An Eye to New Corneal Transplants
By Tracey Hutton
The quality of life for visually impaired South Australians have been boosted, thanks to new technology donated to the Eye Bank of South Australia, based at Flinders Medical Centre.
A $36,000 Specular Microscope – which quickly and effectively assesses the quality of corneas for potential transplantation – has been donated by The City of Adelaide Lions Club and donations made through the FMC Foundation.
“The new microscope has already made an enormous difference in providing the best quality ocular (eye) tissue for visually impaired South Australians, and we are very grateful for this state-of-the-art equipment,” said Manager of the Eye Bank, Stephen Pulbrook.
The microscope allows Eye Bank staff to look at the endothelial cells of cornea in great detail to assess their quality to determine if they are viable for transplantation. The endothelium is the extremely thin, innermost layer of the cornea. Endothelial cells are essential in keeping the cornea clear.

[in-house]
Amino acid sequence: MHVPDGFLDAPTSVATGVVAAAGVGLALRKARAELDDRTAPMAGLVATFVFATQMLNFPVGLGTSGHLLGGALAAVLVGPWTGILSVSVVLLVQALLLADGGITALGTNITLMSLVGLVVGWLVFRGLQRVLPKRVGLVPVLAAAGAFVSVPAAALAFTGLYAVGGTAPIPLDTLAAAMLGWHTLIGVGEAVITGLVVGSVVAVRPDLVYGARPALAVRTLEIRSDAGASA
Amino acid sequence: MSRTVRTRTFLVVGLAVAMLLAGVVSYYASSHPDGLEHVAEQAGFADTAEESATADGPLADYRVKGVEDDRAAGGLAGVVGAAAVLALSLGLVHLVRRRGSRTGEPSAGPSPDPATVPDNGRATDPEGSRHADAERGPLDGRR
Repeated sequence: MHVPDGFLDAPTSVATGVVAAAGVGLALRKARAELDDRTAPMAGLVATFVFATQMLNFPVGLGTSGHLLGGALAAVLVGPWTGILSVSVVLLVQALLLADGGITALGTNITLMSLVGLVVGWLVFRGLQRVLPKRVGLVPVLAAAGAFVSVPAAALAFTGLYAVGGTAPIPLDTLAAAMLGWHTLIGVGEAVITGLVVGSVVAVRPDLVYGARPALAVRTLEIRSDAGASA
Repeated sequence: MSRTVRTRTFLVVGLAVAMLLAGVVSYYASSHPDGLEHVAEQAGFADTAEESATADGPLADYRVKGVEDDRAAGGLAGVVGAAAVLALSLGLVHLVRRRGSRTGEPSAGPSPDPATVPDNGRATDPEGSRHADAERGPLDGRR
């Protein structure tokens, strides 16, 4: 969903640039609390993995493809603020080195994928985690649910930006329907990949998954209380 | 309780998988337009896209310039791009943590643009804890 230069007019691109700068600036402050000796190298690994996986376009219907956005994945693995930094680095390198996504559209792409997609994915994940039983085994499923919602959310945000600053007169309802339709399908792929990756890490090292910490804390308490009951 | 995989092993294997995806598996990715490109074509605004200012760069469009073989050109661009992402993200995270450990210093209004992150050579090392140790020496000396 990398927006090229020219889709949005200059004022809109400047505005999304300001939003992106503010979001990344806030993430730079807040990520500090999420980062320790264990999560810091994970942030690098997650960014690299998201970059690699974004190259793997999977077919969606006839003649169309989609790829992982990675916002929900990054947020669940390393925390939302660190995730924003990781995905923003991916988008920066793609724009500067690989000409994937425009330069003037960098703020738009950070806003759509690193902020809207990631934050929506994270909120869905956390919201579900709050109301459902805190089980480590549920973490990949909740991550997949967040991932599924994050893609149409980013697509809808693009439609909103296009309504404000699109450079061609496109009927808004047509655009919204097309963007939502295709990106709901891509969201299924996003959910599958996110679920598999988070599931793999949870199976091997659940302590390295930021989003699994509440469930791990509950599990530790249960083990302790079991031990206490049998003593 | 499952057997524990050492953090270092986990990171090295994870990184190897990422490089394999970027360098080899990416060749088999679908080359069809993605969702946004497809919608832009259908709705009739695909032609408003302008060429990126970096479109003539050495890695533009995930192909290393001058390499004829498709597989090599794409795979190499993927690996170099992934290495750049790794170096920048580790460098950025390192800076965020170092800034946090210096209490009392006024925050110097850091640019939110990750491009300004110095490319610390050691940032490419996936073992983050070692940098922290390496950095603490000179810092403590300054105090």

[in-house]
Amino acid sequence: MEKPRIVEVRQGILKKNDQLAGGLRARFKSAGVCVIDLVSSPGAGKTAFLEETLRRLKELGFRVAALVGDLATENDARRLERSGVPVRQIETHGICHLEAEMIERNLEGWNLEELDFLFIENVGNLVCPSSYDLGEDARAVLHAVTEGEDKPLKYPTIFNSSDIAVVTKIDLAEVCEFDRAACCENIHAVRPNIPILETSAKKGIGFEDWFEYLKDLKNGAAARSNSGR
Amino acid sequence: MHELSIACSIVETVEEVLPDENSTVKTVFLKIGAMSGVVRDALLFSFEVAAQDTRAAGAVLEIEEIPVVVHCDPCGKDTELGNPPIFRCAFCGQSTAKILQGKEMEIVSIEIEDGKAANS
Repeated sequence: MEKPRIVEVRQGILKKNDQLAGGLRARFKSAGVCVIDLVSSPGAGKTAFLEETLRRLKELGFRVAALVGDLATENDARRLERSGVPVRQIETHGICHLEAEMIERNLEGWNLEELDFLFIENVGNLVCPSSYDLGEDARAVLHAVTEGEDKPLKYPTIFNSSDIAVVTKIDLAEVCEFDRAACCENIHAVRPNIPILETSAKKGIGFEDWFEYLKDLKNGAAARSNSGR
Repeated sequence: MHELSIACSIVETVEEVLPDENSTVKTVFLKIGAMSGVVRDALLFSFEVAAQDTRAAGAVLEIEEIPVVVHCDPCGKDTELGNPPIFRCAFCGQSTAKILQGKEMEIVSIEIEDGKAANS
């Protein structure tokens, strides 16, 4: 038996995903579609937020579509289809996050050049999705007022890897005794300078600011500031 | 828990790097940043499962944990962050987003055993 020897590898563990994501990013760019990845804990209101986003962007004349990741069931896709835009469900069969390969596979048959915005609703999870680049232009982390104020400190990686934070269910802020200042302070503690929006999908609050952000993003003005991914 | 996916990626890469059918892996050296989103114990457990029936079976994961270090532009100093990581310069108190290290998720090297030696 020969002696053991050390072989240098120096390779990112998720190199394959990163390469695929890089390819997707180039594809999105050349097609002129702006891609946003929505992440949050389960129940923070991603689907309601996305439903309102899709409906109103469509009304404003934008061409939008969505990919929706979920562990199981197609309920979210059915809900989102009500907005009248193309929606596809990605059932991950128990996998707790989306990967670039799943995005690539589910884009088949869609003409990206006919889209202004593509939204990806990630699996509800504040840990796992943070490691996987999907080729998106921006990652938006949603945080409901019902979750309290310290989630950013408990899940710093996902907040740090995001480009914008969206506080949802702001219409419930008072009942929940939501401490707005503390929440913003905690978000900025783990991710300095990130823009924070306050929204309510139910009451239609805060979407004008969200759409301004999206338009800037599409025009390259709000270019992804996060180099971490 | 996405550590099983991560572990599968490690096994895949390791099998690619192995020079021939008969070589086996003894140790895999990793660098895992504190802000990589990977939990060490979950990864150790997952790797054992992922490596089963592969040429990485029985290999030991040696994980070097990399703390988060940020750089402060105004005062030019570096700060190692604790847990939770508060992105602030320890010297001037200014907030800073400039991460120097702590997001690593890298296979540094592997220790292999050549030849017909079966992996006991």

Since it was established 30 years ago, the Eye Bank has collected more than 5,000 corneas, which has helped to improve the quality of life for the thousands of South Australians who have received corneal transplants.
The Lions Club has had a long association with the Eye Bank of South Australia.
President of the Lions Club, Tony Pederick OAM, said the Specular Microscope was the third major piece of equipment donated to the Eye Bank by The City of Adelaide Lions Club.
“The Eye Bank was originally established in 1982 using funds raised by lions clubs from across South Australia and SA Lions Clubs have donated around $2 million towards the service since then,” he said.
“To this day the Lions Club has remained the biggest contributor to the Eye Bank and for this, we are very grateful,” said Southern Adelaide Local Health Network Chief Executive Officer Belinda Moyes.
(as published in the Southern Health News (SHN) publication)